The European Court of Justice (ECJ) has clarified when food suppliers, rather than the producer, can be held responsible for damages caused by defective products.

Its advice came in a Danish case involving two consumers suing food retail chain Bilka after contracting salmonella from eggs. Bilka in turn sued producer Skov.

The Danish government, backing Skov, argued that for cases of no-fault liability, where food poisoning occurred despite good practice throughout the supply chain, a producer could pass on liability to a supplier.

The Danes said this was because directive 85/374/EEC on liability for defective products said its terms should not limit complainant’s contractual rights.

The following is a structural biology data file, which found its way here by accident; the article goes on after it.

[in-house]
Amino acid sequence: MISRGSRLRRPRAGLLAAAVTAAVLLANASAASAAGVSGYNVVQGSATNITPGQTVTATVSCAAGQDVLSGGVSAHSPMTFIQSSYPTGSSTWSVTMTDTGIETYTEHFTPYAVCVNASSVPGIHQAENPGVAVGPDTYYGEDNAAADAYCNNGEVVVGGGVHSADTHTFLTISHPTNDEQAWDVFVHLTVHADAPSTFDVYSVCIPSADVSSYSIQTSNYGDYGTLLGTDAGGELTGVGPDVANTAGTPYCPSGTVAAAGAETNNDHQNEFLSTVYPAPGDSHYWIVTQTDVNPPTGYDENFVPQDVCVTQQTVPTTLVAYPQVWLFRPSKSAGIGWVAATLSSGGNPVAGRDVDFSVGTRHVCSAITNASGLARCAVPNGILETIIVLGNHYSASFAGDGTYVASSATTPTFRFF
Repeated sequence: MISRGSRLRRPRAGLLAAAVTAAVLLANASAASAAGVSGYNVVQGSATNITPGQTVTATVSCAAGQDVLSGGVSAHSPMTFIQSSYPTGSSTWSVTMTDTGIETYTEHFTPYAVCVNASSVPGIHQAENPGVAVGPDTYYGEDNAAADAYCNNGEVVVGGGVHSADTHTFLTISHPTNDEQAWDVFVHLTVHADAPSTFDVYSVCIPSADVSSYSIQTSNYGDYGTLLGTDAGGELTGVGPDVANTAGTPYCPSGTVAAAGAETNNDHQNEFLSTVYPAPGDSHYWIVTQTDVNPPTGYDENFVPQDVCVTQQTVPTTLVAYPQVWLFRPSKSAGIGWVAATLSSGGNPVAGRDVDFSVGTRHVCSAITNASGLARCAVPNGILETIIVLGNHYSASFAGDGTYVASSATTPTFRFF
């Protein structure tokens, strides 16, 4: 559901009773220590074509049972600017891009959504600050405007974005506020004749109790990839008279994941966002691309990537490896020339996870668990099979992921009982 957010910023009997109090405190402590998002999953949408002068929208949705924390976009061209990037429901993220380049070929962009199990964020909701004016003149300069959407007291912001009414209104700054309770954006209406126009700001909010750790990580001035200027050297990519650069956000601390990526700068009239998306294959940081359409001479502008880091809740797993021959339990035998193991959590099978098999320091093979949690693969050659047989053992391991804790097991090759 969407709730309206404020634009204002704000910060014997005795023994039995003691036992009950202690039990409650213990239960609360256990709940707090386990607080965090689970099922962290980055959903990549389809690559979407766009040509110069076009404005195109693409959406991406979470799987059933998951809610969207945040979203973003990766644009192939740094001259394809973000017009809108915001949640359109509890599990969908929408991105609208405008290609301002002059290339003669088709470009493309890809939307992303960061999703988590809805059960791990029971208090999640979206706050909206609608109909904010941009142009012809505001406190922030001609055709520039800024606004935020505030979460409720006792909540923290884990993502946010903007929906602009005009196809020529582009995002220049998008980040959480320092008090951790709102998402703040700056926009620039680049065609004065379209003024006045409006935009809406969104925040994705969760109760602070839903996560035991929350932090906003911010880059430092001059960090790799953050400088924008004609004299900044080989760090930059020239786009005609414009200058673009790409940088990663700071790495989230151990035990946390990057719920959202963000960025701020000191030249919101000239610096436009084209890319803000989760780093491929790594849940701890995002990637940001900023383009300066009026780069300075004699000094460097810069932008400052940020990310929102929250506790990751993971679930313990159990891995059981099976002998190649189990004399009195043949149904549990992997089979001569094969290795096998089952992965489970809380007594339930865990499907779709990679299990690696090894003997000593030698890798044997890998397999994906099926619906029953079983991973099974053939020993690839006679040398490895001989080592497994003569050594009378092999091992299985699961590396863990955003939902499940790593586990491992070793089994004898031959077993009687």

The ECJ has rejected this, however, pointing to a clause stating: “The supplier (should) be liable only in the case where the producer cannot be identified”. Where a producer or supplier had been responsible for poisoning, however, the ECJ found the directive allows suppliers to be “answerable without restriction for the producer’s fault-based liability”.